Tourism September 24, 2022 | 12:08 pm

Four cruise ships could not reach Puerto Plata

Santo Domingo, DR
The passage of Hurricane Fiona through the country at the beginning of this week prevented the arrival of four scheduled cruise ships, one bound for the Amber Cove port and three for Taino Bay.

In the case of the port of La Romana, no cancellations were registered, and this terminal operates normally since, according to information offered by the president of the Association of Hotels of La Romana-Bayahibe (AHRB), Andrés Fernández, the rains and winds of the hurricane did not cause any damage.

According to information obtained by Listín Diario, the programming of arrival and departure of cruises is being carried out in a normal way, and at the end of this year, it is estimated that the arrival of cruise passengers will exceed one million visitors.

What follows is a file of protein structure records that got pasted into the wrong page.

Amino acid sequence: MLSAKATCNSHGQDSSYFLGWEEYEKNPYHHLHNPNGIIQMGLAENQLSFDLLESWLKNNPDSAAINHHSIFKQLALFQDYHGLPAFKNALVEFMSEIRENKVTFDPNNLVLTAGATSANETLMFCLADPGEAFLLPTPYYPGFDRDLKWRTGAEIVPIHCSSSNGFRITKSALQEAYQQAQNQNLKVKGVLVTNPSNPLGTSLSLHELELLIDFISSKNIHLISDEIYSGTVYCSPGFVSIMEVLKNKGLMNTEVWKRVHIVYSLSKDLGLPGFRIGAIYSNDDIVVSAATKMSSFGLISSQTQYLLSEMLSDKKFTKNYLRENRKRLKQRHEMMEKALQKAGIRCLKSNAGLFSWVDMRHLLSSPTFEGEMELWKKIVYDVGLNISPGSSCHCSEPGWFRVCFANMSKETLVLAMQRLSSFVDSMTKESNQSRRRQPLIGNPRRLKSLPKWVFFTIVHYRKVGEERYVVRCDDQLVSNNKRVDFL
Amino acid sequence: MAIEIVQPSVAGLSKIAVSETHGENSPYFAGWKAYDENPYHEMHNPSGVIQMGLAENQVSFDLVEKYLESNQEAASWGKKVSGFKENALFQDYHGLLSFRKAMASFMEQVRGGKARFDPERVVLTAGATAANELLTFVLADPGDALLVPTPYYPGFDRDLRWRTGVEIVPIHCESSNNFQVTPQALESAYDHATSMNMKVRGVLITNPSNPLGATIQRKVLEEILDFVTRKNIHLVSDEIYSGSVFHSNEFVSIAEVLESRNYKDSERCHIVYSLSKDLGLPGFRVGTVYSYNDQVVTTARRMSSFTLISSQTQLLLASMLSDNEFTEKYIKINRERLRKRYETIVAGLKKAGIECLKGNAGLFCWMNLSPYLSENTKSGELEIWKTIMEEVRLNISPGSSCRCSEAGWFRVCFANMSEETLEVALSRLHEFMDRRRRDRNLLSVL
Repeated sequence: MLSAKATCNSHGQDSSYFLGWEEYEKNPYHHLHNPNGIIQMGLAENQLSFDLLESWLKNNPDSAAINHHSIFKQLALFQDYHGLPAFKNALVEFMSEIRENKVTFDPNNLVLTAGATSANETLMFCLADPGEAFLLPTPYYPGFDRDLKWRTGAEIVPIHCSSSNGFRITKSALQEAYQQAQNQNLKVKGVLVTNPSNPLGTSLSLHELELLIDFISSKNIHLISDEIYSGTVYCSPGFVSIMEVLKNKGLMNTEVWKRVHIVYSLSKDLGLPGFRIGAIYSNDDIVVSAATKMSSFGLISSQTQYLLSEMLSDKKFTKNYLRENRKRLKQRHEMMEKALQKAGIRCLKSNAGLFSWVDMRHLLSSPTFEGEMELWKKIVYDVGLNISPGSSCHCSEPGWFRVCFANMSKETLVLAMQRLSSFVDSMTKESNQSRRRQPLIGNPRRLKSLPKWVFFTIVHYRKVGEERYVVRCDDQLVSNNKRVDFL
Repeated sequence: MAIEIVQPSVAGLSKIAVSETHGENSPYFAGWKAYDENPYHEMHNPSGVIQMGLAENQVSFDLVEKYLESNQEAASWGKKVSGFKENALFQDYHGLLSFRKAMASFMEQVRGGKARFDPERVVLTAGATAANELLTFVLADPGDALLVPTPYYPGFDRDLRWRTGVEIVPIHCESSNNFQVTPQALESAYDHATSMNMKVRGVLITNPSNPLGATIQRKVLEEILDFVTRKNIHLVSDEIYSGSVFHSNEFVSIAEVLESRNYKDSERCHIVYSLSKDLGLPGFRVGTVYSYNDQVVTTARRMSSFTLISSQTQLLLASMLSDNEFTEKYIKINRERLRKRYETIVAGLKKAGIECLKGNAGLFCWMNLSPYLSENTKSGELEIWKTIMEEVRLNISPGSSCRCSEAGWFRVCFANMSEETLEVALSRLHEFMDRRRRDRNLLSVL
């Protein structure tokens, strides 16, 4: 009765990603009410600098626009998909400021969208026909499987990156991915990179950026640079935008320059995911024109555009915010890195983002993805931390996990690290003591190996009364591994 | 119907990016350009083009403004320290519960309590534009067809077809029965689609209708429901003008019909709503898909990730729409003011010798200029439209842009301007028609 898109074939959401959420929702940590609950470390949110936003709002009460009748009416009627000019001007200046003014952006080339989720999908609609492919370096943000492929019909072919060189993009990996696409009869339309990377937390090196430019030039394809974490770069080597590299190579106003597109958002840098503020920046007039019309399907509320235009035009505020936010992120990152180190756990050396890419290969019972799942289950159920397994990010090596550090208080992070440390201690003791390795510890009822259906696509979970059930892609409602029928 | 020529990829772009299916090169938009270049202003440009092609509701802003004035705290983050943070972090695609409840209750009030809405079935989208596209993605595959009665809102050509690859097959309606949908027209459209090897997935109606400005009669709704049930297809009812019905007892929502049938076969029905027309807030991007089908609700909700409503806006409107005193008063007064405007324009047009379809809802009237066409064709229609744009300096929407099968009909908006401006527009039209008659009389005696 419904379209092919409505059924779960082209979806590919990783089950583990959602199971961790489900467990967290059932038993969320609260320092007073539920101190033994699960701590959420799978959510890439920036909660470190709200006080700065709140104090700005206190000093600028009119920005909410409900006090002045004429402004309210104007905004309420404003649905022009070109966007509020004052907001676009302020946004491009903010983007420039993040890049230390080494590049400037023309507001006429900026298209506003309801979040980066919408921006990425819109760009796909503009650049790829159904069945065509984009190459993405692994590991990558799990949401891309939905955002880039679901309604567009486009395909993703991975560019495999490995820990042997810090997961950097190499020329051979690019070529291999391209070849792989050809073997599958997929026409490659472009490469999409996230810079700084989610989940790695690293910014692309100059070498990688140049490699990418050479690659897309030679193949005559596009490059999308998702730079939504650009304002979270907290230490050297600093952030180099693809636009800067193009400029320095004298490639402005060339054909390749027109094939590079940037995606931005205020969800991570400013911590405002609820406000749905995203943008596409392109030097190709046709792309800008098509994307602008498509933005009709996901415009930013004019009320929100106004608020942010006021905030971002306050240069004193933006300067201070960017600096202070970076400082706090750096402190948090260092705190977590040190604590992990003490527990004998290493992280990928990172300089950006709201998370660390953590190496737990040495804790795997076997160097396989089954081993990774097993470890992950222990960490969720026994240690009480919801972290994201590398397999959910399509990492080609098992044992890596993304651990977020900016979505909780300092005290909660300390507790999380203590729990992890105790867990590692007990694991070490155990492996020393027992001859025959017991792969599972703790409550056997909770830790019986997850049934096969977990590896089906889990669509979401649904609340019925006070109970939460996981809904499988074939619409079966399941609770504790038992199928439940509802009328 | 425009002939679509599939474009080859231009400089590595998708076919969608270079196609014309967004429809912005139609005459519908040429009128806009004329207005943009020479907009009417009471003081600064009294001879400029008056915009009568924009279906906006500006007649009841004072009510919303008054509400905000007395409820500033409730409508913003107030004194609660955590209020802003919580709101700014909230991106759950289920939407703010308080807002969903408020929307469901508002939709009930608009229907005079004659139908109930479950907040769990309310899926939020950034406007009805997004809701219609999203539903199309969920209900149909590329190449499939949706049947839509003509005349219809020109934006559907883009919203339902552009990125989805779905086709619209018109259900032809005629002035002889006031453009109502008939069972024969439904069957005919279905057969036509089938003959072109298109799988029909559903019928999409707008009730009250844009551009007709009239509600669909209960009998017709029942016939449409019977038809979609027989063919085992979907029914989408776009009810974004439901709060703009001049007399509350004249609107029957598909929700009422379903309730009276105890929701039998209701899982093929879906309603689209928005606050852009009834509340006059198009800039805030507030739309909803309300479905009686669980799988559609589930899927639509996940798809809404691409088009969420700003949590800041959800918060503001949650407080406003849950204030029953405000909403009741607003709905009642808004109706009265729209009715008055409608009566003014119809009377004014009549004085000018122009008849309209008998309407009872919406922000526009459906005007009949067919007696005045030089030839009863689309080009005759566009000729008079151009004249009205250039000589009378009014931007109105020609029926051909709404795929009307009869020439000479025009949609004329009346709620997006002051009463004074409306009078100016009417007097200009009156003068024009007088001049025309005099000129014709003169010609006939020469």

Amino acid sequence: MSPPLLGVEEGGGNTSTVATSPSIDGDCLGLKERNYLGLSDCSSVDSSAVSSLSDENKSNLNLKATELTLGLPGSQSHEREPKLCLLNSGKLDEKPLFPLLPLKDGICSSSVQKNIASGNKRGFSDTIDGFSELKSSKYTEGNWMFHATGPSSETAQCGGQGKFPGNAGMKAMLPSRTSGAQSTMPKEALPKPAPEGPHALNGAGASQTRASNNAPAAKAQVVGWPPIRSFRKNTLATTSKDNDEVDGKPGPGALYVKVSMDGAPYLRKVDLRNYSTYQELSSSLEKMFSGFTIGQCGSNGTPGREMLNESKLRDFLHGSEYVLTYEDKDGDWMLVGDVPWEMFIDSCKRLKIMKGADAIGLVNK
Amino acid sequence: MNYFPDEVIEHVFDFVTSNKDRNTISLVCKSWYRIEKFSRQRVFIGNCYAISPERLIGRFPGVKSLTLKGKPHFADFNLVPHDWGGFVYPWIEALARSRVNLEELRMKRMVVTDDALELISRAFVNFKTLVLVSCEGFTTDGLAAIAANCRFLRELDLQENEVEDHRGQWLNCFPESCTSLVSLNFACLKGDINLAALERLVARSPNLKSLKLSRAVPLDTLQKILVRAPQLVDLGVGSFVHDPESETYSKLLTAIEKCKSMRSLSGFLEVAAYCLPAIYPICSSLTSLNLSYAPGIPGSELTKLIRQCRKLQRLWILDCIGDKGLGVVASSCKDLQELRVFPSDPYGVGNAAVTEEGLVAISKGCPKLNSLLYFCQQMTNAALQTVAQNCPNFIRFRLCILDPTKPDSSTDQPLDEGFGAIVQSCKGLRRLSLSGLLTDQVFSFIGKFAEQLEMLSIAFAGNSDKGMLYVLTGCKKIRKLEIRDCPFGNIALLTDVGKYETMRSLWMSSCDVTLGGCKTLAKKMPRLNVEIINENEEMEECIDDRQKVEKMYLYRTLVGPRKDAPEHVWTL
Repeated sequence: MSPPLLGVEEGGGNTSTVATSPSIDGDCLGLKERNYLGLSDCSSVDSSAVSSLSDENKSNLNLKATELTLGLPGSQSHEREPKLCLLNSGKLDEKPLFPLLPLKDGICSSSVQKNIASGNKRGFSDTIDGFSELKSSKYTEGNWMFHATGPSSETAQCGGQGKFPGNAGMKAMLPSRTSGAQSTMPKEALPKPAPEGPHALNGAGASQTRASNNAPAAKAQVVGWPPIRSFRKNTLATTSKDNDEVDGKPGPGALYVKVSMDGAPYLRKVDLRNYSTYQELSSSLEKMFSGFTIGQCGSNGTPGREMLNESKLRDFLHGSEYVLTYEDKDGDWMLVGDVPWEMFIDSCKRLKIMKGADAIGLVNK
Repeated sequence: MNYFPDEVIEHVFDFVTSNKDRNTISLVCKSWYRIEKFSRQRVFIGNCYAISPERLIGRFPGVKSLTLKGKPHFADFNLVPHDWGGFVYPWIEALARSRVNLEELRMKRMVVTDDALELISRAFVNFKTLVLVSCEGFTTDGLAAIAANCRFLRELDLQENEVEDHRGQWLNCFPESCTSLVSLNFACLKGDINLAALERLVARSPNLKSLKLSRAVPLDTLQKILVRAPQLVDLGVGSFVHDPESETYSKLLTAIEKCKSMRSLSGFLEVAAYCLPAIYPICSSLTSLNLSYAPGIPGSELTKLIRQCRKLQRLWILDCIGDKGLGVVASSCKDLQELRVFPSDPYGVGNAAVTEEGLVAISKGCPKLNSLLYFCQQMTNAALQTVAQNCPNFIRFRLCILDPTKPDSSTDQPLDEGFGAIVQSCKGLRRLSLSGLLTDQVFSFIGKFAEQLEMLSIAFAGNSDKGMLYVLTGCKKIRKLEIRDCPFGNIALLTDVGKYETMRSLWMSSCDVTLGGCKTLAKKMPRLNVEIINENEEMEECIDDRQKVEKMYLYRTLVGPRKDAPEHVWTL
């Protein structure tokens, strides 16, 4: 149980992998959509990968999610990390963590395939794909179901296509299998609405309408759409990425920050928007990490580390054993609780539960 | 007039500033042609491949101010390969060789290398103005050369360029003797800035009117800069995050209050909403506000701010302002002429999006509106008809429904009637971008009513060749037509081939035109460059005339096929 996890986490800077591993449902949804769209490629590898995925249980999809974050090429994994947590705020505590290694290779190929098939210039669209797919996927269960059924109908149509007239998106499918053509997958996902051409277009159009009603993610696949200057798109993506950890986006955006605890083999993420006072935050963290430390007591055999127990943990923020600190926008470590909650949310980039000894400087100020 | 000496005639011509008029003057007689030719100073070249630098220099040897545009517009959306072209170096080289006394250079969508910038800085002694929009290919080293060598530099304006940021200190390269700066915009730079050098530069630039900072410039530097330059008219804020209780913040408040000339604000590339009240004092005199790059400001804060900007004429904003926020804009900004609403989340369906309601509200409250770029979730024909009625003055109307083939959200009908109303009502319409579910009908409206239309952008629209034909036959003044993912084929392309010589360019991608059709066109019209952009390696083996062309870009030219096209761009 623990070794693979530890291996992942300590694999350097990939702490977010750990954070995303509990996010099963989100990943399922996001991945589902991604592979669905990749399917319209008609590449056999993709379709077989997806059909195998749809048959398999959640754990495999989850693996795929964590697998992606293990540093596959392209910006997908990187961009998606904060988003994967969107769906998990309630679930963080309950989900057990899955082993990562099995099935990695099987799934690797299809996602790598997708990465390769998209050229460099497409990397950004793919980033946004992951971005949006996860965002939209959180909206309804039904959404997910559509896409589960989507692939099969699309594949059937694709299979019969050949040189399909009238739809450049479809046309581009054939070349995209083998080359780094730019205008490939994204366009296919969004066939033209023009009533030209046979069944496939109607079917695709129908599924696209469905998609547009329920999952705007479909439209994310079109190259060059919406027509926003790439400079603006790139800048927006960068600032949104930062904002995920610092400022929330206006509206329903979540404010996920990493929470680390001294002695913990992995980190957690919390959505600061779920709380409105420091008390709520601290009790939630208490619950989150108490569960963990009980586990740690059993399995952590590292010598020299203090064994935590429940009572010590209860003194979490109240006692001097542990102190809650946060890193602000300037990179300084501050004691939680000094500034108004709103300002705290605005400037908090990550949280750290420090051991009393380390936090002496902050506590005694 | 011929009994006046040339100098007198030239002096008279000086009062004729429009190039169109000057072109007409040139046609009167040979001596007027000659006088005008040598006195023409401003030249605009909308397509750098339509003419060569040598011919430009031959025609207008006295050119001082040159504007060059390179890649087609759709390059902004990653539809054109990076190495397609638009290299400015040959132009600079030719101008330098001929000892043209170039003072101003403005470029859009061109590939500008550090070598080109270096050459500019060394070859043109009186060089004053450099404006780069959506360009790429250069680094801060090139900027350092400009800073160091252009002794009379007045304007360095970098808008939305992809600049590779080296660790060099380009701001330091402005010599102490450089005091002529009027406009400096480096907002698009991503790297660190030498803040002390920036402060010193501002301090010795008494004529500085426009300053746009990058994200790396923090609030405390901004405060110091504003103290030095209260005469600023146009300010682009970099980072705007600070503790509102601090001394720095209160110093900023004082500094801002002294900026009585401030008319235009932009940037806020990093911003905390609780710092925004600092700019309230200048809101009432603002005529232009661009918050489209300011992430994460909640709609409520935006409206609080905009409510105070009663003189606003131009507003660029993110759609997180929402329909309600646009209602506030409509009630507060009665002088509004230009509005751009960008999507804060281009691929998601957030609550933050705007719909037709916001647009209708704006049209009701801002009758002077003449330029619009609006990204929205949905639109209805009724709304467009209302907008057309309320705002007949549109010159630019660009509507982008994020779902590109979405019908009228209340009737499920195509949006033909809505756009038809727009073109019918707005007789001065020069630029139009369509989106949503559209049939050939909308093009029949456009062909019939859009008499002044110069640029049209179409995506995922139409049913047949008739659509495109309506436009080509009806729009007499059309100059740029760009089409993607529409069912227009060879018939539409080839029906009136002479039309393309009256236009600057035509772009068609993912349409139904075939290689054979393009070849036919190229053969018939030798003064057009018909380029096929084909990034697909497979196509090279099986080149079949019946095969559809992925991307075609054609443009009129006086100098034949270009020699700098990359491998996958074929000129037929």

September and October are part of the low season period in the cruise industry, so the passage of hurricane Fiona in category one did not cause major damage to the arrival of cruise passengers.

According to a source consulted, Fiona found the cruise industry in its low season. He affirmed that the high season starts in November, and the expectations are very positive due to the number of vessels expected.

At the end of this year, projections indicate that close to 1.3 million visitors, between cruise passengers and crew, could be received, which is considered a good figure. The arrival of passengers via cruise ships in August 2022 reached 94,792, surpassing last year, 2021, in which only 32,337 were registered.

Data offered by the Ministry of Tourism reveals that of the 94,792 cruise passengers arriving in the country up to August, 86,137 were “unique” (not including cabotage), 5,136 were ferry passengers, and 33,892 were crew members. These arrived in 38 operations.

The routes


The areas affected by the gusts of Hurricane Fiona in this province have been gradually returning to normal, particularly the roads that were affected by landslides and those affected by the collapse of the electrical system reported correspondent Edgar Lantigua.

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